Welcome to the updated Collier Heritage Foundation website! Look around and let us know how you like some of the new features. We’ve added “Regions” for those doing genealogical work in specific areas and a restricted (requiring membership) “DNA” category.
Although the website was in need of revisions, the big change was driven by the loss of the server hosting our data. CHF spent considerable funds having the data transferred to a more secure host, as well as updating the website. All of which brings us to point out the opportunities for financial support for CHF: donations (see the “Donate” button), “Memberships” (tab at the top of the page), and “Shop” (support through the purchase of various Collier-related items). Currently, we have for sale Robert Terrell Collier, His Ancestors and Descendants, by Vaughn Ballard. CHF bought all unsold copies from the author’s estate a few years ago, and there are limited number of these available. We hope to have other interesting items for sale in the future. For any of the methods of support, payment by check, credit card, and PayPal are available.
We try to anticipate issues but we will probably have some rough spots to work out, so let us know if there are problems.
Collier Heritage Foundation has been maintained by volunteers and the donations of only a few folks since its beginning. We hope you take advantage of the opportunities to support this effort.
Please enjoy the mention of Collier items donated to the Georgia Historical Society in Savannah. More to follow later.
GHS brief article
Interest in this website continues to grow. As of today, the site has had almost 18,000 views since its startup in 2015. Most of the busiest months have been this year, as shown on the graph below.
In 2012, Collier Heritage Foundation (a legal corporation) applied for tax-exempt status as a 501(c)(3) organization. Our application was rejected by the IRS. This meant we had to pay taxes at the corporate rate – about 30% of everything we took in for cemetery maintenance and other Collier history and preservation projects was paid to the government. So we abandoned selling Collier Family T-shirts and collecting CHF dues. Since that time, Collier Heritage Foundation, this website, DNA tests, and the placement of markers at historical sites has been financed by a handful of individuals who want to see the organization go forward.
Now in 2018, with changes in tax laws, we feel a tax-exempt 501(c)(7) classification would be acceptable and that it should be attainable. CHF needs to present itself on the application as a valid entity with a list of members and an active board. Several of the founding members have passed away and replacements are needed. We can show the IRS assets that include several cemeteries, family history items, and a small inventory of Collier T-shirts.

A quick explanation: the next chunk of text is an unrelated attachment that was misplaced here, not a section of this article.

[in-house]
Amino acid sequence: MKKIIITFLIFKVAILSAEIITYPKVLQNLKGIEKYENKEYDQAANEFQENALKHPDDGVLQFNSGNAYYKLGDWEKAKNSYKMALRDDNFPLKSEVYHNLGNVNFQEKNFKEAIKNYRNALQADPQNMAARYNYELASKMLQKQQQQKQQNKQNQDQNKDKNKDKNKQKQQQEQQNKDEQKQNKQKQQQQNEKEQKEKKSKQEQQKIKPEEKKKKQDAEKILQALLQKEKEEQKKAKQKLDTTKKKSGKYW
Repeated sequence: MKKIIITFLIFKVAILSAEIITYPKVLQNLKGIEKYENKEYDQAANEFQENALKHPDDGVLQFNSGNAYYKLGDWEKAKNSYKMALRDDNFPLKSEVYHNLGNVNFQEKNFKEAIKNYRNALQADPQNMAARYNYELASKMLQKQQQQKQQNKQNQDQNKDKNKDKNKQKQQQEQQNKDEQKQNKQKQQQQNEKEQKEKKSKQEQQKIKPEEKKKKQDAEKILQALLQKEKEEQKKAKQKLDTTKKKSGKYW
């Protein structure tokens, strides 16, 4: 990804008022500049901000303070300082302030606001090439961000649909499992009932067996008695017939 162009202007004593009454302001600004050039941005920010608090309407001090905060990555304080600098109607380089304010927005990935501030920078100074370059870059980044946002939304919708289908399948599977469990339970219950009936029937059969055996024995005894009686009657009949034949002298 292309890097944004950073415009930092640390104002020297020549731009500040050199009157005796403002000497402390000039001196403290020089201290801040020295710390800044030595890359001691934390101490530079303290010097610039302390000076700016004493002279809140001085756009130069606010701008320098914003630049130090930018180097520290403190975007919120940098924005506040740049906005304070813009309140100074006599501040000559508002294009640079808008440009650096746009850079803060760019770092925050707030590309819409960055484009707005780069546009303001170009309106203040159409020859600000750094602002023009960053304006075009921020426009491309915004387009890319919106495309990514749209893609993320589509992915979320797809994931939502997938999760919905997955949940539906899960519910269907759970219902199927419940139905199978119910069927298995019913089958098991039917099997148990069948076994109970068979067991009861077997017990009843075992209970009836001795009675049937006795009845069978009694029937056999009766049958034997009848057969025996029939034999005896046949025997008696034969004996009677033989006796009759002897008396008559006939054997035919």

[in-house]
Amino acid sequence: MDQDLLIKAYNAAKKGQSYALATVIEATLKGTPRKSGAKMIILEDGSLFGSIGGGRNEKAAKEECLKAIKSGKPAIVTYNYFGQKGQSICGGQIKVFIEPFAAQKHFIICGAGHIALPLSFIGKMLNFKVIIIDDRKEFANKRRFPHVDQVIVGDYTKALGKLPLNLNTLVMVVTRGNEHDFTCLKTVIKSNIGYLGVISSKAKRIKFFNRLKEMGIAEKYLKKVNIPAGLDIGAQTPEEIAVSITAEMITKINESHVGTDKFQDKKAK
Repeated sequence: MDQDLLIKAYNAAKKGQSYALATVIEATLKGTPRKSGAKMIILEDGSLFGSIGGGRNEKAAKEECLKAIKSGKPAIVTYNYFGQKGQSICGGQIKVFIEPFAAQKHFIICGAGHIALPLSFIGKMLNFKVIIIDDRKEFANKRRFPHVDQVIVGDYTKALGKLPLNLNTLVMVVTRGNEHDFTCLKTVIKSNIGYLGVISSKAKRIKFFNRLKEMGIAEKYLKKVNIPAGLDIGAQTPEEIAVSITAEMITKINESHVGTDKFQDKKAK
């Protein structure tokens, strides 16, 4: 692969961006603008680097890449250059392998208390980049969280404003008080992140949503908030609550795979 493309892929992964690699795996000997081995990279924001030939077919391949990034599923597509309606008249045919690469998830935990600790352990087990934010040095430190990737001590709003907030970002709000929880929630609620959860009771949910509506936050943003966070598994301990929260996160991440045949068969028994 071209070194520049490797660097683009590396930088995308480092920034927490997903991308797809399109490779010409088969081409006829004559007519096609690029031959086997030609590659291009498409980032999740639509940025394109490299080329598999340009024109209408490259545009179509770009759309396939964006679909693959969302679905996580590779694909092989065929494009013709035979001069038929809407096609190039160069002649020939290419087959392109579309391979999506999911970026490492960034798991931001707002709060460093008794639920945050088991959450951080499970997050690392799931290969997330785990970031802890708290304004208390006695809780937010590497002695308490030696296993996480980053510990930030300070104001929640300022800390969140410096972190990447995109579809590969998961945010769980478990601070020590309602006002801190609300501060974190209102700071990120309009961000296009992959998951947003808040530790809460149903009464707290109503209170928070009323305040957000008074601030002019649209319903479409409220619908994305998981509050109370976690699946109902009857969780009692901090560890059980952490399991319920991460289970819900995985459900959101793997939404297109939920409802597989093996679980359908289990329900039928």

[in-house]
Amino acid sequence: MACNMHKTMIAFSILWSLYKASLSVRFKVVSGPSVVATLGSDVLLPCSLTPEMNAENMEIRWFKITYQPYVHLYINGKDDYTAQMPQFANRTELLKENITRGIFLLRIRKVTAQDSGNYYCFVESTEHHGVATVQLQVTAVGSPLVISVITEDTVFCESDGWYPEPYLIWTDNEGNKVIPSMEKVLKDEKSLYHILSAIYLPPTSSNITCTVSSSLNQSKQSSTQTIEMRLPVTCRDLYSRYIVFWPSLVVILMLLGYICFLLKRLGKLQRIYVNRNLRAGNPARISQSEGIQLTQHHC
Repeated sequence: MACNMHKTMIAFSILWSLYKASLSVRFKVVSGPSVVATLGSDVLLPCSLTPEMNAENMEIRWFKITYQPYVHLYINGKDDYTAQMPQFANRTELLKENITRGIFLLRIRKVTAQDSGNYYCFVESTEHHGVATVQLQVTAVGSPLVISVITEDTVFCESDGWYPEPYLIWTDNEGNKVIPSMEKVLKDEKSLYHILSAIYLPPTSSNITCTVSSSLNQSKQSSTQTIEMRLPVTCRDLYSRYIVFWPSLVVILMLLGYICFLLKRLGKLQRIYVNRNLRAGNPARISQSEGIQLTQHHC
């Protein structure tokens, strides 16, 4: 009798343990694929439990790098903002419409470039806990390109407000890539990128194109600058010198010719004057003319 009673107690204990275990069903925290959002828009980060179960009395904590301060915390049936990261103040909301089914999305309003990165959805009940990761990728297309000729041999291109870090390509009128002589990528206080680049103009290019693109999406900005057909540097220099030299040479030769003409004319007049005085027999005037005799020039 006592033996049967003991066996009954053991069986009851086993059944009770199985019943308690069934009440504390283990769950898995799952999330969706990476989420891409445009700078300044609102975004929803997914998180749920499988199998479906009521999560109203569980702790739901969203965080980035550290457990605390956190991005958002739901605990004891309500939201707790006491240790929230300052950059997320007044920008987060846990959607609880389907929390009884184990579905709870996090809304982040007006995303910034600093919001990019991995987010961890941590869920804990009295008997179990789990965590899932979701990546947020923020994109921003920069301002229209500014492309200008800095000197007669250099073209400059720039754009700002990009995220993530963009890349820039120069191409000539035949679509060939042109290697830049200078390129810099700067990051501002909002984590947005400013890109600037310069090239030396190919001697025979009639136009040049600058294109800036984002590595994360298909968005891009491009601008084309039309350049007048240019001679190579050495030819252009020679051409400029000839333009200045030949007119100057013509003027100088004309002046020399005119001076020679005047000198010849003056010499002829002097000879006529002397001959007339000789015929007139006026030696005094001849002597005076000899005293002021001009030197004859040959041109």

The Board met recently and approved the following Board Members: Dale Collier, Joyce Rogers, Bobby Carter, Elaine Collier Neal, and Amanda Johnson. Glen Collier was named President. The officer positions of Secretary and Treasurer are open at this time.
Below is an application membership in Collier heritage Foundation. If you have an interest in Collier Family History, please consider joining. You can click on “Download” to save and print out the application. Then scan the application and email it back to:
Or send by US mail to:
1120 NW Stallings Drive, Nacogdoches, TX 75964
Please indicate if you are interested in serving as an Officer or Board member. Also note, no dues will be collected until 2019.
You can download the application below.
Take a look through the website. I think you’ll agree this is a worthwhile organization.
Efford Cobb Collier, son of Robert and Martha Marshall Booker Collier and grandson of Vines and Elizabeth Williamson Collier, was born May 4, 1811 in Georgia. He married Elizabeth Singleton Harris on November 13, 1834. In 1857, lured by the promise of abundant, rich farmland at cheap prices in Texas, Efford and Elizabeth moved their family to the Lone Star State. They settled in the Douglassville area of Cass County, Texas.
Efford died April 26, 1867. Sometime thereafter, Elizabeth and the family relocated to Central Texas. Descendants of Efford and Elizabeth can be found throughout the region today. In the 1920s, those descendants were the subject of a search by Jena Cuthbert Collier (see the Dec. 2015 post, Searching for the Family of Efford Cobb Collier). Another CHF post, Collier Family History, by Elmer Roy Collier, dated Jan. 2016, contains the entire work of Elmer Collier. The document focuses to a great extent on the Efford Cobb Collier branch while including significant research into the Collier line going back to England and France.
According to the Elmer Collier history, Isaac Groves Collier, the son of Efford Cobb and Elizabeth Collier, was born February 2, 1855 in Georgia. Isaac married Elizabeth Ann Phillips on November 24, 1878. Both are buried in Center City Cemetery near Goldthwaite, Texas.